The last and most infrequent cause of inlay damage that I have seen is a poorly adjusted truss rod. If a truss rod is tightened too much, it can actually bend and crack the fretboard. If the fretboard is bending right under one of the inlays, the inlay can either crack or come loose. That is why it is so important to be careful when you adjust your truss rod. Check out my truss rod adjustment article to help properly adjust your truss rod and straighten your neck.
How to Fix Broken Guitar Inlays
Now that we have a good understanding of what can go wrong with guitar inlays, let’s take a look at how to fix them. Since finished inlays like in the headstock or body rarely come loose, I will mainly focus on how to fix fretboard inlays.
Fixing or repairing broken inlays is actually pretty easy. The main thing is that you keep all the original inlay materials when they break or come loose. It’s far easier to replace the original ones than to make new ones to match the rest of the inlays. Let’s get started. First, you’ll need to remove the guitar strings.
Gluing Guitar Inlay
With a cracked or loose fretboard inlay, you always want to make sure the inlay is centered and lined up before you glue it. Place the inlay in the fretboard and make sure it is in line with the rest of the inlays on the fretboard. After the inlay placement looks fine, you can float some super glue around the inlay edges and over top of the inlay. I like to use Satellite City Super Glue. It holds strong and dries fast. If the inlay piece is loose in the fretboard, you can hold it in place with a toothpick or tweezers while you glue it.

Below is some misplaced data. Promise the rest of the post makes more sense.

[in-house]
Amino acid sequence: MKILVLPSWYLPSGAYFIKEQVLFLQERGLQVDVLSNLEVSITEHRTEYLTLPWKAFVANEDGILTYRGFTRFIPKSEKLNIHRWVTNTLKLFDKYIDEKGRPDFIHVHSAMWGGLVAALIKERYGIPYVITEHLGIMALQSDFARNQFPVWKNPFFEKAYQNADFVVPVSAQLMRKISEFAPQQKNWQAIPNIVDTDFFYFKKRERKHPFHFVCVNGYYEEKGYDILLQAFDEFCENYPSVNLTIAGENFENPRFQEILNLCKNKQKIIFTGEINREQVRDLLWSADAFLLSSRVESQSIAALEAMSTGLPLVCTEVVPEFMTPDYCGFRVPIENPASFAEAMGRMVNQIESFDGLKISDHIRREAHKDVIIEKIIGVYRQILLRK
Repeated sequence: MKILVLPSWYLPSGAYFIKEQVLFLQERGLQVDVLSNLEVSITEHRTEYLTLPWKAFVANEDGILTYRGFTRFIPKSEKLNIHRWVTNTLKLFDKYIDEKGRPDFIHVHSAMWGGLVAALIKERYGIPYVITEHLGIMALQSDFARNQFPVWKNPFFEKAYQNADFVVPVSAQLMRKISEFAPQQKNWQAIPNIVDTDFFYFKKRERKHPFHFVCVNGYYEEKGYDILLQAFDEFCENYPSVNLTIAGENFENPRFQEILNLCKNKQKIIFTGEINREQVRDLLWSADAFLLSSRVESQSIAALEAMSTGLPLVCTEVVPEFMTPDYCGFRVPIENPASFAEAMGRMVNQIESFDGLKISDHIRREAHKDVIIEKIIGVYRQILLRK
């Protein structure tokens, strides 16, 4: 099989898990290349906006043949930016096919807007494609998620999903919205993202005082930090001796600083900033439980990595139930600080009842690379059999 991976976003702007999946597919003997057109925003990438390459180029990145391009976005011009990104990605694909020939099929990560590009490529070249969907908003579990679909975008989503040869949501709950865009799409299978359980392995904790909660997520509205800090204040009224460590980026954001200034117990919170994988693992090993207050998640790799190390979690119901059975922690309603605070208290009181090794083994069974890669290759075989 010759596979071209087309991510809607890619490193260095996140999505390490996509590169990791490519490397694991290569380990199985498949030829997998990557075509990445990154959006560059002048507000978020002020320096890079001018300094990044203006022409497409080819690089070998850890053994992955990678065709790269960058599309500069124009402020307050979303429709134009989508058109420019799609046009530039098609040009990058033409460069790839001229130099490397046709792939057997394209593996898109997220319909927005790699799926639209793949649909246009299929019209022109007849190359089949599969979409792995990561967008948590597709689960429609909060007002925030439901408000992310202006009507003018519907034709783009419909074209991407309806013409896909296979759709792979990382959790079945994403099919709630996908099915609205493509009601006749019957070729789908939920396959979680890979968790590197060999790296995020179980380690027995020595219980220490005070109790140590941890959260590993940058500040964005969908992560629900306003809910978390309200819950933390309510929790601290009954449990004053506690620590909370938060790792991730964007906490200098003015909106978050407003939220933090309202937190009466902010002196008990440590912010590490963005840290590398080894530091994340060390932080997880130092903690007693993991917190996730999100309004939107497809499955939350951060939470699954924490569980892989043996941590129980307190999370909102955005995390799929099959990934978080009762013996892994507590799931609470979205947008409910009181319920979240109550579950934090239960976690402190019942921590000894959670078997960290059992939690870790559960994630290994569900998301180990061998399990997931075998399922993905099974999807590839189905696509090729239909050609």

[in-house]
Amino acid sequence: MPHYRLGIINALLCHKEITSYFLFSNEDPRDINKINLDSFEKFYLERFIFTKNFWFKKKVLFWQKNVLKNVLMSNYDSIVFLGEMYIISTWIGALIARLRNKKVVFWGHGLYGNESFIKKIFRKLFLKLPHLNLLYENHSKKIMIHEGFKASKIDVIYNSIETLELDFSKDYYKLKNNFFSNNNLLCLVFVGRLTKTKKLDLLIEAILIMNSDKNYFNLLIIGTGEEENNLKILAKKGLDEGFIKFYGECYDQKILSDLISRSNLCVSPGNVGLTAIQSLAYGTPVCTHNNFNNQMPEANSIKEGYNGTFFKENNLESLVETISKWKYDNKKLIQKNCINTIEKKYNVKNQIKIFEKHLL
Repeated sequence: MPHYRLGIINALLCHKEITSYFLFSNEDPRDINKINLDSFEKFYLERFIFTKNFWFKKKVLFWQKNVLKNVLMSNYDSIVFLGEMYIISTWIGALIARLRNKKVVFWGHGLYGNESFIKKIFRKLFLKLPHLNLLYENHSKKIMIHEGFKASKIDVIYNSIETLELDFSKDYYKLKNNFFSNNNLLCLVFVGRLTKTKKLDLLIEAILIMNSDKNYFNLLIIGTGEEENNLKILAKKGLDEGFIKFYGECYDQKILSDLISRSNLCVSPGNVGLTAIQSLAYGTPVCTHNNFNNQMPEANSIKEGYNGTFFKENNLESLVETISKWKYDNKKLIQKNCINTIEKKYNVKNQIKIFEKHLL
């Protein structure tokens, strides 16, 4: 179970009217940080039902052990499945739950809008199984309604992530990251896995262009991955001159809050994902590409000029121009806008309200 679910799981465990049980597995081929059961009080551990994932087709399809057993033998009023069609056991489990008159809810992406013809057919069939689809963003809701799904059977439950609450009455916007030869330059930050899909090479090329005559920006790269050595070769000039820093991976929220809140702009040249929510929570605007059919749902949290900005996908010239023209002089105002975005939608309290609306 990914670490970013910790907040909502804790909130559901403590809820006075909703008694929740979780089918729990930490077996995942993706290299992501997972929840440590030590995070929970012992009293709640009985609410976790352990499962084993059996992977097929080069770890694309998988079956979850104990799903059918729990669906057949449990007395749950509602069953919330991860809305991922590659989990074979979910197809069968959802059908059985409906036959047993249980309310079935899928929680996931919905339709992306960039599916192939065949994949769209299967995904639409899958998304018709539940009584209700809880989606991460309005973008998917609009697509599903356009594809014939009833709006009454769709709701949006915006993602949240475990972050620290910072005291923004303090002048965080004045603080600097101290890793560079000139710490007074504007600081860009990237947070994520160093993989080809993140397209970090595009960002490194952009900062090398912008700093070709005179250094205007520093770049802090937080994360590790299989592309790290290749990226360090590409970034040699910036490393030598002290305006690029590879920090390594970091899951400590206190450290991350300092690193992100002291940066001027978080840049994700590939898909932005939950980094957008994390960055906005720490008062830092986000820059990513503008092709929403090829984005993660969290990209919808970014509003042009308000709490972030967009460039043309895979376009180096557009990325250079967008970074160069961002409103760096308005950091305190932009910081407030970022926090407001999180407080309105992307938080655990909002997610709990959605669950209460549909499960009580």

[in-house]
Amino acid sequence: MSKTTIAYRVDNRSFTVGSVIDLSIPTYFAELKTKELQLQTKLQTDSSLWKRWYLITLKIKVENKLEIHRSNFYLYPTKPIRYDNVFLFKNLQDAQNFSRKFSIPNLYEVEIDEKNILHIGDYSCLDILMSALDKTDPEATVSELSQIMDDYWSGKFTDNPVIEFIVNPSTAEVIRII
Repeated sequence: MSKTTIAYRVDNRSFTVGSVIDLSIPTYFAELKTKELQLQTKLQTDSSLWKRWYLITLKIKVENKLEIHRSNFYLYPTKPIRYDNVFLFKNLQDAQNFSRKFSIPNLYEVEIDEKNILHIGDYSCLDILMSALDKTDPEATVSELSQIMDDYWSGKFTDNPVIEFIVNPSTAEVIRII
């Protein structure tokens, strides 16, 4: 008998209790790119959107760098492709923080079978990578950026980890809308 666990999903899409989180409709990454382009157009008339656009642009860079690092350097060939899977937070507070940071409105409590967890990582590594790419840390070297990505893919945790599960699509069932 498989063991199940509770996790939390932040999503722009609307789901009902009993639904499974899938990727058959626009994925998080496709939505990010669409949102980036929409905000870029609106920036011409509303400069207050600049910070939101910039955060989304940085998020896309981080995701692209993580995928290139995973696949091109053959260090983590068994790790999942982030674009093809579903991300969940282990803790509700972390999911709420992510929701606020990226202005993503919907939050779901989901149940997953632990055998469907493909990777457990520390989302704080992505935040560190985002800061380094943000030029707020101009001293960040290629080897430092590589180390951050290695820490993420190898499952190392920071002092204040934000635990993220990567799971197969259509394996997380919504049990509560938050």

Be extremely careful with the superglue. You don’t want to get it on the frets or make a mess of it on the fretboard. All you need is enough to cover the edges of the inlay or the cracked portion of the inlay. That’s all. I also like to use some accelerator to harden the glue even faster. The super glue will dry clear and invisible. DO NOT get super glue any guitar finish. It will ruin the finish and be near impossible to fix without refinishing.
Sanding the Guitar Inlay
Now that your inlay is properly glued in place, there will be a big bump of glue on top of the fretboard or inlay itself. The super glue is rock hard and is way too difficult to chisel off. The best way to remove this is to sand it down.
I like to make a small sanding block out of a scrap piece of wood. I sand one side of it down flat and stick double-sandpaper to one side. Don’t roll sandpaper around the sanding block. The edges will be raised. If you use double-stick sandpaper, the sanding surface will be nice and flat.
I usually start with 80-grit sandpaper and work my way up to 500-grit. Starting out, be very careful to only sand down the glue buildup. You don’t want to sand big divots into fretboard. Just try to hit the glue spots with the sanding block.
I hope this article helps and your guitar inlays turned out great! It’s time to string up your guitar and get back to playing.